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Hands on ... Samsung Galaxy Beam

Around £395

Positives: a decent Android phone with a clever little secret.

Negatives: projector isn't bright enough for use in a lit room.

Smartphones can do just about anything a laptop can. From watching movies to editing spreadsheets, most things are possible using the tiny computer in your pocket.

The only limitation is the screen size. While it's feasible to review and edit documents on the move, a phone isn't a practical way to collaborate with colleagues or show holiday photos to a group of friends.

Many phones include some way to connect to projectors or large-screen TVs, either wired or wirelessly, but every combination of phone and screen requires a different combination of cables and adaptors.

Samsung has taken a novel approach by building a video projector into the handset, negating the need for any other kit. All you need is a wall. In all other respects the Samsung Galaxy Beam is just like any other four-inch Android smartphone.

It's a neat solution. A dedicated button turns the projector on and then anything that can be displayed on the phone screen can be projected on to a flat surface – photo slideshows, games, presentations or even web pages.

The only downside of this impressive miniaturisation is that it doesn't produce particularly large or bright images. The largest image the Galaxy Beam can produce is 50 inches across, but at that size the image isn't very bright.

While a portable office projector will usually sport about 2500 Lumens of brightness, the projector in this phone shines with just 15 Lumens. There's good reason for that – projectors are power-hungry and generate huge amounts of heat, limiting what's possible in a tiny, battery-powered package.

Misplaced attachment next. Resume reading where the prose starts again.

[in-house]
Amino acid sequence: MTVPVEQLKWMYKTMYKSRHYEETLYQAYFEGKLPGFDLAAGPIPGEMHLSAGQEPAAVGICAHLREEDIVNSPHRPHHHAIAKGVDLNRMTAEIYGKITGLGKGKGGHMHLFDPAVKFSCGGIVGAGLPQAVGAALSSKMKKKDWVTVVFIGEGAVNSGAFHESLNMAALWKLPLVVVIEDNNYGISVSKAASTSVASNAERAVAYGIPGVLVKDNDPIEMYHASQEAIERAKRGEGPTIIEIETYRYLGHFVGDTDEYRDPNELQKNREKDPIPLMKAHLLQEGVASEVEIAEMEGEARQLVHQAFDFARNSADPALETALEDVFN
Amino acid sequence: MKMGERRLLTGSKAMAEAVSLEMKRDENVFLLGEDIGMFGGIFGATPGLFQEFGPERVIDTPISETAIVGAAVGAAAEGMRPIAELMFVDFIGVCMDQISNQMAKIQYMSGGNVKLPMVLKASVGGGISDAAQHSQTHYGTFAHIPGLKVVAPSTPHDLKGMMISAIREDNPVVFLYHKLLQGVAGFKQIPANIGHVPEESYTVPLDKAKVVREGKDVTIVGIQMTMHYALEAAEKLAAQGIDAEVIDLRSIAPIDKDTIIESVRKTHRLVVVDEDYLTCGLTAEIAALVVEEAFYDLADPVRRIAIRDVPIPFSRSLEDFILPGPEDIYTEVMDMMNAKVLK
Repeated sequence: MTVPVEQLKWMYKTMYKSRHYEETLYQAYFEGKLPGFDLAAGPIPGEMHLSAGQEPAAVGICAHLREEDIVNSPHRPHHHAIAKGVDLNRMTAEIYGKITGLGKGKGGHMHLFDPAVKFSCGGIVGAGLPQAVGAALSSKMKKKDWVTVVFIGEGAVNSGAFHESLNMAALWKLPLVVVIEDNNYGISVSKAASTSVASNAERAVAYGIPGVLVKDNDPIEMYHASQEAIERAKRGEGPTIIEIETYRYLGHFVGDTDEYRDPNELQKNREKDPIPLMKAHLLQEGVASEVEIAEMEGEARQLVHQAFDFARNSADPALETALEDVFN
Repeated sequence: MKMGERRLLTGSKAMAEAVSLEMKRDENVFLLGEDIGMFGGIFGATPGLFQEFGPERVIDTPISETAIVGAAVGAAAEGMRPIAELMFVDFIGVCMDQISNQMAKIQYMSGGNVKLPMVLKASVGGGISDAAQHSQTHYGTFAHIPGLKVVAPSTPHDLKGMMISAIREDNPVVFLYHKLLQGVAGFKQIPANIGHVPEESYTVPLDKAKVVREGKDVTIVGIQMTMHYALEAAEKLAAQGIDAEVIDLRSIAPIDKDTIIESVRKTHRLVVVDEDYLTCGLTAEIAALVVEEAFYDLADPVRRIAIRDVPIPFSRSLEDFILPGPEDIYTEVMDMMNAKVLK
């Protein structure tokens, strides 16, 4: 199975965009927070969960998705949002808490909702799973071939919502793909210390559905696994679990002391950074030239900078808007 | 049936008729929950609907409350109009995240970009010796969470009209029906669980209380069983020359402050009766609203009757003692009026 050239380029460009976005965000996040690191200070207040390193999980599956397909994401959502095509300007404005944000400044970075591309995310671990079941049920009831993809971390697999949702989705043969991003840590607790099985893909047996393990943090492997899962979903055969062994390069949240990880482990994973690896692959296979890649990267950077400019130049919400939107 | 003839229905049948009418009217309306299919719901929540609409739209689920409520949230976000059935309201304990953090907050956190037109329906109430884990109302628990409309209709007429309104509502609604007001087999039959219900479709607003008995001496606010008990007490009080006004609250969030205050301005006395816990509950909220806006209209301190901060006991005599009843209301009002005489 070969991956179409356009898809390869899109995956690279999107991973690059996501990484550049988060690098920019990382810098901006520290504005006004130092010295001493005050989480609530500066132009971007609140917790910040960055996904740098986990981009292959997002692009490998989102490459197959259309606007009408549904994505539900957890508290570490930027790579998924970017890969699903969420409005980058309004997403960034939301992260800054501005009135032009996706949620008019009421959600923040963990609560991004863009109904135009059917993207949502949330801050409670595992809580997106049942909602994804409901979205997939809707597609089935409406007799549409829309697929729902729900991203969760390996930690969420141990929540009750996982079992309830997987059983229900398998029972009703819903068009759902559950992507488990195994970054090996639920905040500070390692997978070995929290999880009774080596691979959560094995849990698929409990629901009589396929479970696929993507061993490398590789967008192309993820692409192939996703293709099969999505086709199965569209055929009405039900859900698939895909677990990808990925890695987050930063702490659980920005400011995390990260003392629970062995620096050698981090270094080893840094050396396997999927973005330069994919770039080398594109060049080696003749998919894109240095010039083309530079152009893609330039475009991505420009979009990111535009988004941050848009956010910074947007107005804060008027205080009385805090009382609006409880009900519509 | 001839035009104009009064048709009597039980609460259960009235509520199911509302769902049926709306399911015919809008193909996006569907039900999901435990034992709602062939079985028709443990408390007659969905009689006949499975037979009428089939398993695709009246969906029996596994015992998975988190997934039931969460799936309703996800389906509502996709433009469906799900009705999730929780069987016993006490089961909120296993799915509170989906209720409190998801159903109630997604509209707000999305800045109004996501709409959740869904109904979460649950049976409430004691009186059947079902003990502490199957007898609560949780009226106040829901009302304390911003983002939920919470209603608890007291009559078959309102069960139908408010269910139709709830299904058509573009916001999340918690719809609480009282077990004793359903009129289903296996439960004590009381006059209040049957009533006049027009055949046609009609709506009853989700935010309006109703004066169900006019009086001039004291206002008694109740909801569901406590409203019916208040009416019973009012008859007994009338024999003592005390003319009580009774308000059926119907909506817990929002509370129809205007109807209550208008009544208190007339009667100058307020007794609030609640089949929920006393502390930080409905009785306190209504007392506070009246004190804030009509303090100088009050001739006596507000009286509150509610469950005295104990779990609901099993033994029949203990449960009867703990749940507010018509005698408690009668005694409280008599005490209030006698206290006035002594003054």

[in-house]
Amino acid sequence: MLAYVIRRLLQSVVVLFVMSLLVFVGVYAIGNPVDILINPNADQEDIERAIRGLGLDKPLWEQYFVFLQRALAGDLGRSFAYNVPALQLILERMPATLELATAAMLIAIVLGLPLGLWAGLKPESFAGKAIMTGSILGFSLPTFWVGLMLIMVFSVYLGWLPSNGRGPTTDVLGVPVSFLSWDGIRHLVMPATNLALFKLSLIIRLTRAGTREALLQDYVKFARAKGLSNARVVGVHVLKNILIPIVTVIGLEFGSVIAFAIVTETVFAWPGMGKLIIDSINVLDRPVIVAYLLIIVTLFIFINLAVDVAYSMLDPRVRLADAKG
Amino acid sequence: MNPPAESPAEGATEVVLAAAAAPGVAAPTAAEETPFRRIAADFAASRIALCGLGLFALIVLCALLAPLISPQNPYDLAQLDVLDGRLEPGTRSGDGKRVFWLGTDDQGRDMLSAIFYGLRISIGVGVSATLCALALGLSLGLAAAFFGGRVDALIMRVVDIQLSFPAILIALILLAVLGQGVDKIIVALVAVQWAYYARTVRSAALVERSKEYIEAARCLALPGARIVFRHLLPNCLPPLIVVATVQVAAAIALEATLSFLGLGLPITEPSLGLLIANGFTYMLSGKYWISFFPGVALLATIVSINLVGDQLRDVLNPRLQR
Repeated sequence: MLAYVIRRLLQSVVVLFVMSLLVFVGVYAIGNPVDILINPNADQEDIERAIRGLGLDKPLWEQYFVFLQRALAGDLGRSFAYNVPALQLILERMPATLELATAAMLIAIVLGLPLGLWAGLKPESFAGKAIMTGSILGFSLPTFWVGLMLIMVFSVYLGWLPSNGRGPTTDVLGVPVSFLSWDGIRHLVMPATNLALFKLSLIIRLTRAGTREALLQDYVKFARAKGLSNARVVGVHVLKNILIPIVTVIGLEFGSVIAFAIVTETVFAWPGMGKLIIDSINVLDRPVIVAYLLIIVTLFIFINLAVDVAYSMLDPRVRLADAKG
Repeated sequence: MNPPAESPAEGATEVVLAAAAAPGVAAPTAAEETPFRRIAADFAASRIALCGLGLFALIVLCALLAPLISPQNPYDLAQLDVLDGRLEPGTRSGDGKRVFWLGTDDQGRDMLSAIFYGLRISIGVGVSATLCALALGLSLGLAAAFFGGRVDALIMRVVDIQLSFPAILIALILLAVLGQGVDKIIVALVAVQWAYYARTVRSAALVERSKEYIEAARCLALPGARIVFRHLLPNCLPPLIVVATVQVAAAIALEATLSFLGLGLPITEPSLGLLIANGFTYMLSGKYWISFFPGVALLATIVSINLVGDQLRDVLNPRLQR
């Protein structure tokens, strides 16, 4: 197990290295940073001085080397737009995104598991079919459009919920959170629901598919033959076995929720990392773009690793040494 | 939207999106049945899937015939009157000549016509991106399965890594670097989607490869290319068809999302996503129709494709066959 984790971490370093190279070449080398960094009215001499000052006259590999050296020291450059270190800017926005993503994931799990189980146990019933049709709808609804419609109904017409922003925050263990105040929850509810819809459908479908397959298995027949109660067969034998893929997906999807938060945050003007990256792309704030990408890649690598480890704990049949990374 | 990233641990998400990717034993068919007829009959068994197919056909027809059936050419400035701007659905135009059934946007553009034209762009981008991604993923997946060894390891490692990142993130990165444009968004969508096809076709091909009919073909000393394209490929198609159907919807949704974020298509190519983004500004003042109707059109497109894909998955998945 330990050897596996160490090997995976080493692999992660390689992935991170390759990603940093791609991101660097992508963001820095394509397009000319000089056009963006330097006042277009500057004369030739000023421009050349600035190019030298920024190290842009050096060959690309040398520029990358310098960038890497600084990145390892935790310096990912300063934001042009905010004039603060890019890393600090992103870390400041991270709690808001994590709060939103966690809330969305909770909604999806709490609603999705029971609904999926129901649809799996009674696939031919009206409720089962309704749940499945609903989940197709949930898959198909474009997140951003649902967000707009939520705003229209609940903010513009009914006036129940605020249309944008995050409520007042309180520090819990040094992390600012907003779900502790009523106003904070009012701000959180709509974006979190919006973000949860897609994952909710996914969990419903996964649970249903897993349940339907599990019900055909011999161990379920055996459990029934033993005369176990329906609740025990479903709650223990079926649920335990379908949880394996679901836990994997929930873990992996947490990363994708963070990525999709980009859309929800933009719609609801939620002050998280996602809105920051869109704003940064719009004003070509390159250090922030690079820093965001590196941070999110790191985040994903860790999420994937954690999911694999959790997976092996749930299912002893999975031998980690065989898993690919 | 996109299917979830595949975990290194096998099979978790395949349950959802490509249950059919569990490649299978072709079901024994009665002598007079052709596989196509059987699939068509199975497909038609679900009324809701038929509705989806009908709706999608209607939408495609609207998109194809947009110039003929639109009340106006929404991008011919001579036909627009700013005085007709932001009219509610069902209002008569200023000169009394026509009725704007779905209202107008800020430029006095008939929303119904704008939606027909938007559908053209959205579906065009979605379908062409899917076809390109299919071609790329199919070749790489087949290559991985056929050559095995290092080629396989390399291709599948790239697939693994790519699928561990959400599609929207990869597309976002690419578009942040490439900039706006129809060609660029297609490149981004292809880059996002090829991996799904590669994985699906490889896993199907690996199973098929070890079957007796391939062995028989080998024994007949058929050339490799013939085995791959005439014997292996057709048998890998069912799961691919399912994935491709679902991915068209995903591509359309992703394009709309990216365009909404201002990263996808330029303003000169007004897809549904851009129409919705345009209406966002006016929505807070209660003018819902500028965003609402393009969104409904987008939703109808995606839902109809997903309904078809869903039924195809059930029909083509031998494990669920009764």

Unfortunately, this 15-Lumens projector requires complete darkness to produce a worthwhile image, ruling it out for business presentations at which people might reasonably expect to be able to see their notebooks, or each other.

I imagine this phone could be fun at parties, and it might find a niche with business travellers who want to travel light, but for me the real excitement is that this could be a gateway device, leading to usefully bright projectors being included in a range of phones in the coming years.

If the Samsung Beam piques your interest then a small word of warning: this is actually the second phone to carry the Samsung Galaxy Beam moniker. The first version, released in 2010, is thicker, uglier and considerably less bright. Its big claim to fame is that it was sent down to the trapped Chilean miners with a message of encouragement from the country's mining minister. Presumably this was the only place on earth dark enough for the first-gen model to work well.

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